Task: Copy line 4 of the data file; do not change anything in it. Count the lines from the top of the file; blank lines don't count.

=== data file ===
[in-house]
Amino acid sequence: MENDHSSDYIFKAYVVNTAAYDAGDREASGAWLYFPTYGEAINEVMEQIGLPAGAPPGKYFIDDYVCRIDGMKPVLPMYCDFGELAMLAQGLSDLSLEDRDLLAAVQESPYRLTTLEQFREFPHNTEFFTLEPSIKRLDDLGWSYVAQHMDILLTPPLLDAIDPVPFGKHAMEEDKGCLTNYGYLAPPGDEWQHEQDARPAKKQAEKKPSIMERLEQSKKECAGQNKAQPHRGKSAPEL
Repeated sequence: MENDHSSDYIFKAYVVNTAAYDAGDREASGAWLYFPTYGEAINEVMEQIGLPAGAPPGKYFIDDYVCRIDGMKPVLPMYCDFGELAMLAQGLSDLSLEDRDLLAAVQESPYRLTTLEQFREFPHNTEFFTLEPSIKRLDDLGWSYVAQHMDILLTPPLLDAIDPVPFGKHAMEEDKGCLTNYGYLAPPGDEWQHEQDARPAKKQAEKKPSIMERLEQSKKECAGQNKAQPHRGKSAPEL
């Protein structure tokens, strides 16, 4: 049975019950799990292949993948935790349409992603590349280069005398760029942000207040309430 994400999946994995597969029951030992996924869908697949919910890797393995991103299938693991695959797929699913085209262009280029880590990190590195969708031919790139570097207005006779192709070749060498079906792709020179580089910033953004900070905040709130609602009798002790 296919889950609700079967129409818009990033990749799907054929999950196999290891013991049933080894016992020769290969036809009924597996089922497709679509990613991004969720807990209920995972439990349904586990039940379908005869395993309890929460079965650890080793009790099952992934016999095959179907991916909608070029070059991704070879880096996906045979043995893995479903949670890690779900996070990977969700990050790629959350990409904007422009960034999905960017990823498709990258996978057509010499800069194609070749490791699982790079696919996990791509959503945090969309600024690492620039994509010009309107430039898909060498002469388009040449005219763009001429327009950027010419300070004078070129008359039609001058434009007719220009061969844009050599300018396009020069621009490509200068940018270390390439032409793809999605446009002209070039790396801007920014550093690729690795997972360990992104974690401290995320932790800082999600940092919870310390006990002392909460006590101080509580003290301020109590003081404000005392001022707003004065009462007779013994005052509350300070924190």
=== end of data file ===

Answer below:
């Protein structure tokens, strides 16, 4: 049975019950799990292949993948935790349409992603590349280069005398760029942000207040309430 994400999946994995597969029951030992996924869908697949919910890797393995991103299938693991695959797929699913085209262009280029880590990190590195969708031919790139570097207005006779192709070749060498079906792709020179580089910033953004900070905040709130609602009798002790 296919889950609700079967129409818009990033990749799907054929999950196999290891013991049933080894016992020769290969036809009924597996089922497709679509990613991004969720807990209920995972439990349904586990039940379908005869395993309890929460079965650890080793009790099952992934016999095959179907991916909608070029070059991704070879880096996906045979043995893995479903949670890690779900996070990977969700990050790629959350990409904007422009960034999905960017990823498709990258996978057509010499800069194609070749490791699982790079696919996990791509959503945090969309600024690492620039994509010009309107430039898909060498002469388009040449005219763009001429327009950027010419300070004078070129008359039609001058434009007719220009061969844009050599300018396009020069621009490509200068940018270390390439032409793809999605446009002209070039790396801007920014550093690729690795997972360990992104974690401290995320932790800082999600940092919870310390006990002392909460006590101080509580003290301020109590003081404000005392001022707003004065009462007779013994005052509350300070924190």